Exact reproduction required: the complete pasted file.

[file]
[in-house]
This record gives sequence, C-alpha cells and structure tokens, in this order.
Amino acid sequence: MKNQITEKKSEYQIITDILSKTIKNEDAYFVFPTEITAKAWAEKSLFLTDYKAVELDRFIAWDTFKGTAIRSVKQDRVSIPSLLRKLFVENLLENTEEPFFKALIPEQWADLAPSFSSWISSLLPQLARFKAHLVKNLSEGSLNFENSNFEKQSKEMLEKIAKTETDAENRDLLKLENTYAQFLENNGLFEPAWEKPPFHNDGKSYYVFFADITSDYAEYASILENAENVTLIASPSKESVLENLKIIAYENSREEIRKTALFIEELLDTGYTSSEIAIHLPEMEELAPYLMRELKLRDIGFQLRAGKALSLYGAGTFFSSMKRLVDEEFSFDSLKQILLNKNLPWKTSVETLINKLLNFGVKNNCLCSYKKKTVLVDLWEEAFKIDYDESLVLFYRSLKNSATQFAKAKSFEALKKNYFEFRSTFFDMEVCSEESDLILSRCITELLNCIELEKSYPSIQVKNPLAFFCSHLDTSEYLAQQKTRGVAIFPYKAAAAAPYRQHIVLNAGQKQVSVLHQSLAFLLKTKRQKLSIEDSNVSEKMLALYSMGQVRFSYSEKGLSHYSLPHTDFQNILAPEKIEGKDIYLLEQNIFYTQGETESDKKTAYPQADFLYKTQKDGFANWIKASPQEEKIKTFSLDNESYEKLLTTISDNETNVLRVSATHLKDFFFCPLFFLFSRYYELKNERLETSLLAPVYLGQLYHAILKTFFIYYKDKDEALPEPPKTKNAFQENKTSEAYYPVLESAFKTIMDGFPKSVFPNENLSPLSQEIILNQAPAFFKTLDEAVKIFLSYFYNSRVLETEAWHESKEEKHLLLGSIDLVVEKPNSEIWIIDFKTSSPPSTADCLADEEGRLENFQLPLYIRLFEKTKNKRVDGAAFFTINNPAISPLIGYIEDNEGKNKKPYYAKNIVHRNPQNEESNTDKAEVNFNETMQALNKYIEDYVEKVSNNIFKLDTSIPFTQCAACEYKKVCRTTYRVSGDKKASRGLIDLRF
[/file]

[in-house]
This record gives sequence, C-alpha cells and structure tokens, in this order.
Amino acid sequence: MKNQITEKKSEYQIITDILSKTIKNEDAYFVFPTEITAKAWAEKSLFLTDYKAVELDRFIAWDTFKGTAIRSVKQDRVSIPSLLRKLFVENLLENTEEPFFKALIPEQWADLAPSFSSWISSLLPQLARFKAHLVKNLSEGSLNFENSNFEKQSKEMLEKIAKTETDAENRDLLKLENTYAQFLENNGLFEPAWEKPPFHNDGKSYYVFFADITSDYAEYASILENAENVTLIASPSKESVLENLKIIAYENSREEIRKTALFIEELLDTGYTSSEIAIHLPEMEELAPYLMRELKLRDIGFQLRAGKALSLYGAGTFFSSMKRLVDEEFSFDSLKQILLNKNLPWKTSVETLINKLLNFGVKNNCLCSYKKKTVLVDLWEEAFKIDYDESLVLFYRSLKNSATQFAKAKSFEALKKNYFEFRSTFFDMEVCSEESDLILSRCITELLNCIELEKSYPSIQVKNPLAFFCSHLDTSEYLAQQKTRGVAIFPYKAAAAAPYRQHIVLNAGQKQVSVLHQSLAFLLKTKRQKLSIEDSNVSEKMLALYSMGQVRFSYSEKGLSHYSLPHTDFQNILAPEKIEGKDIYLLEQNIFYTQGETESDKKTAYPQADFLYKTQKDGFANWIKASPQEEKIKTFSLDNESYEKLLTTISDNETNVLRVSATHLKDFFFCPLFFLFSRYYELKNERLETSLLAPVYLGQLYHAILKTFFIYYKDKDEALPEPPKTKNAFQENKTSEAYYPVLESAFKTIMDGFPKSVFPNENLSPLSQEIILNQAPAFFKTLDEAVKIFLSYFYNSRVLETEAWHESKEEKHLLLGSIDLVVEKPNSEIWIIDFKTSSPPSTADCLADEEGRLENFQLPLYIRLFEKTKNKRVDGAAFFTINNPAISPLIGYIEDNEGKNKKPYYAKNIVHRNPQNEESNTDKAEVNFNETMQALNKYIEDYVEKVSNNIFKLDTSIPFTQCAACEYKKVCRTTYRVSGDKKASRGLIDLRF